Following Your Joy: The Hobbit and God’s Call on Your Life

Sarah Arthur

Christian or Not?

Are The Hobbit and The Lord of the Rings Christian stories? The stories don’t mention God or Jesus; but J. R. R. Tolkien, the author, was a Christian. Asked to describe himself, Tolkien gave a quick summary and then added, “Or more important, I am a Christian (which can be deduced from my stories).” If we pay attention when reading his works, we can tell that Tolkien was a person of faith.

Hobbit home2 TSP 181299006Philosopher Jacques Maritain wrote, “If you want to make a Christian work, then be Christian, and simply try to make a beautiful work, into which your heart will pass; do not try to ‘make Christian.’” Too often, Christians think that what they create should have an obvious spiritual meaning. But Tolkien believed that in the act of creating, we participate in the work of God. God is a Creator and has made us to be what Tolkien called “sub-creators,” which is one of the primary callings of the human heart.

Tolkien did not set out to write Christian stories. He set out to write stories that gave him joy. He wrote to the glory of God; in doing so, his faith shone through.


Following Your Joy

Each of us has a vocation or a spiritual calling, which may be different from our career. Tolkien was a professor of English literature and language. But his vocation, his true spiritual calling, was to create languages, stories, and worlds, through which God touched the lives of other people.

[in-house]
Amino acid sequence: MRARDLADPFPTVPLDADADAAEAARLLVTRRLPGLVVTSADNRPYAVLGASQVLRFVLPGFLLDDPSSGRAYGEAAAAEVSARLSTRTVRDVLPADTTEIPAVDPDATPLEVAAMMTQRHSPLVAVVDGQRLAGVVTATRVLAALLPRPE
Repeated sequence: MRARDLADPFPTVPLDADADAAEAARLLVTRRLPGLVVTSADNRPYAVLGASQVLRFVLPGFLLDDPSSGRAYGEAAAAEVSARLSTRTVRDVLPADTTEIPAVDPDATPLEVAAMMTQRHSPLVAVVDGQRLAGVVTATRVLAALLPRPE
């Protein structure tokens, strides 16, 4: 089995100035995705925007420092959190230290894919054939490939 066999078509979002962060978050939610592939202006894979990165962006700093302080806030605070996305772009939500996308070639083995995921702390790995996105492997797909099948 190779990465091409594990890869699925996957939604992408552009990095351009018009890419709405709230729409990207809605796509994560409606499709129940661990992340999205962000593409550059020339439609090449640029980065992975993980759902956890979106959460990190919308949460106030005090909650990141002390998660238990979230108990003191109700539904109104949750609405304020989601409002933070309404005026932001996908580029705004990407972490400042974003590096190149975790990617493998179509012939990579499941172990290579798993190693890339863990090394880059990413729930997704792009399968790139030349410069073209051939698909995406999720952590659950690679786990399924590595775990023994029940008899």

People may tell you what you’re good at and suggest career paths. You could be a teacher, an emergency room doctor, an engineer. Some of us make a living by following our joy, doing what we deeply love. Some of us just make a living; but we find creative ways to integrate our spiritual vocation into our jobs or to pursue our vocation on the side, as Tolkien did.


The letter to the Colossians begins with a prayer, asking that the Colossians be filled with the knowledge of God so that all their efforts will be “worthy of the Lord” (see Colossians 1:9–10, NRSV). Colossians 3:17 (NRSV) adds, “Whatever you do, in word or deed, do everything in the name of the Lord Jesus, giving thanks to God the Father through him.” Whether you are working, painting, playing guitar, skateboarding, or writing fairy tales, do everything for God’s glory.

So, be a Christian. Follow your joy. Pursue the vocation to which God has called you. If you pursue it, as Tolkien did, to the glory of God, you never know how you might influence the world.
                                                                                                                                                                  Photo Credit: algo via Compfight cc


What do you love to do? What gives you joy? Write your answer on a slip of paper. Then turn the paper over and write down one way you can bring God glory through that activity in the days and weeks ahead.

Dig a Little Deeper: Explore the friendship between J. R. R. Tolkien and C. S. Lewis, and learn how they inspired each other as writers and as people of faith.

Sarah Arthur is the author of Walking with Bilbo: A Devotional Adventure through The Hobbit and its prequel, Walking with Frodo. When she isn’t curled up with a good book, she is blogging at

—from devozine (November/December 2013). Copyright © 2013 by The Upper Room®. All rights reserved.

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